The Black Lives Matter movement that has exploded in the months since the police murders of Michael Brown and Eric Garner has brought questions of Black Power and Black Nationalism to the forefront of popular consciousness more, arguably, than any time since the early 1970s. But this has come with renewed surveillance of Black activists across the country. The recent assault of Oakland organizer Jabari Ali Shaw, by conspiring federal and city agents, is a particularly grotesque example of racial profiling and indifference on the part of law enforcement towards Black lives.
Shaw is well known in the community as a dedicated activist. He has organized and spoken at many protests and rallies against the prison industrial complex and the targeting of Black lives by the police. At the Malcolm X Jazz Festival, Shaw addressed the crowd, “The same codes they used in the Jim Crow south is what they use to penalize us. It's the same things they use when they put you on probation. You can't be around four, five people walking in a group. You can't be outside after hours without your papers. I tell you this, the jail system is the same thing with slavery. They got rid of slavery and they put us in jail to get us to work for free. They have concentration camps... and they have contracts to fill them up.” At the 2012 Occupy4Prisoners demonstration at San Quentin, Shaw reminisced about his own time as a prisoner. “There ought to be an opportunity to make a living wage. Your working in those kitchens, you’re not getting paid nothing. They wake you up at 3 o'clock in the morning and work you until 12 in the afternoon washing dishes. It's freezing cold. They don't give you no sick pay, they don't give you no days off and if you don't get up to go to work then you get thrown in the hole.” Voices like Shaw's are reaching more and more people. At the same time, however, many Black Lives Matter activists have felt themselves under greater scrutiny, with law enforcement vehicles prowling around their homes. When asked for an explanation, many are simply told that law enforcement is surveilling an unnamed “suspect” or “person of interest” in the neighborhood.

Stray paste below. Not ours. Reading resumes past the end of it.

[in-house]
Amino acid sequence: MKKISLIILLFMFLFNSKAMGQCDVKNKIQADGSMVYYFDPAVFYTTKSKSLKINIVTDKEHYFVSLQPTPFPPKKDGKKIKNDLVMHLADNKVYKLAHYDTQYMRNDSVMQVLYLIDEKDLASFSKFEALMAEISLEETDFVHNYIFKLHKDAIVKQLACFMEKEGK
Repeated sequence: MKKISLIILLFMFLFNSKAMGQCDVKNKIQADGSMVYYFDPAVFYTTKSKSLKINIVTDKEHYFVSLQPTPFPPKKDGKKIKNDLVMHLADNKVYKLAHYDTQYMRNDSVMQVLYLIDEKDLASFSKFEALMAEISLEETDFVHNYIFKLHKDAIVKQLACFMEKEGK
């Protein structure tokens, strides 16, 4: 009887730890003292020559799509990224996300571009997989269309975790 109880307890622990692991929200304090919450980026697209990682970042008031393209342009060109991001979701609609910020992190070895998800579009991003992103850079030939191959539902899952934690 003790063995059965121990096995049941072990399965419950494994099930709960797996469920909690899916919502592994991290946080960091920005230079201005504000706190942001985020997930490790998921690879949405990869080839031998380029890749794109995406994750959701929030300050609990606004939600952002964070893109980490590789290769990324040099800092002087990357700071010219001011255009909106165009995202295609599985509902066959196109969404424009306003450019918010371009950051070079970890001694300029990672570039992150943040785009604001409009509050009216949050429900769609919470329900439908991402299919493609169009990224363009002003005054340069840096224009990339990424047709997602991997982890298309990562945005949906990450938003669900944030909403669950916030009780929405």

On the morning of Monday, March 9 th , in East Oakland, Shaw got into a car with his friend Mary Valencourt and his 4 year old daughter. Valencourt was driving, with Shaw in the passenger seat, and his daughter in the back. As they took off, their vehicle was cut off by a black car, and then a black truck pulled up besides them, and three individuals jumped out of the car and charged the vehicle. Valencourt, fearing for their lives, hit the gas. “The neighborhood we live in, they call it the Murder Dubs,” Shaw later told his comrade and Community Ready Core (C.R.C.) activist TurHa Ak. “People get robbed, people get shot, and that's what I thought. I thought some kind of crime was going on.” “There was no way that just by fluke or some accident that these two cars came this way. They had to have sat there and waited for us to pull off to do that. And they could have arrested me or do whatever they wanted to do,” Shaw told Ak “I think I've been targeted because of the way it happened.” Valencourt and Shaw drove around several blocks. At the corner of Foothill Boulevard and 23 rdAvenue Shaw saw a police car behind them. “So,” according to Shaw, “it's like they had these cars strategically placed around.”Valencourt stopped at a red light but their vehicle was suddenly pushed into the intersection, where they hit a bus. “I honestly believe the police car hit us, pushed us, propelled us forth into the paratransit truck.” Their car was destroyed and all three passengers sustained injuries, as did passengers of the bus, though there were no fatalities. Law enforcement agents pulled the passengers out of the car and brutalized Shaw. “I asked for medical attention over and over and over again... They had Federal Marshals in blue jeans and buttoned up shirts with badges around their neck. They had Oakland Police Department. It was like a joint venture of... three different law enforcement agencies.” FBI agents also participated in the attack on Valencourt, Shaw, and his daughter. While in the back of the police car, Shaw called out to passersby the facts of his ordeal. Several witnesses have backed up Shaw's narrative that the vehicle he was in was pushed into the intersection from behind by another car. The US Marshals eventually told Shaw that their pursuit of him had been a case of mistaken identity. The agents who originally accosted Shaw in unmarked vehicles and plainclothes thought Shaw “fit the description” of a different man, a “violent fugitive,” they were pursuing. According to law enforcement's narrative, had Valencourt and Shaw merely laid their own lives, and that of Shaw's child, on the line, they could have avoided the ordeal. In fact, FBI agents had been spotted around the city in the previous days and Oakland Mayor Libby Schaaf has held press conferences announcing that the FBI was collaborating with the OPD to apprehend a few “felons.”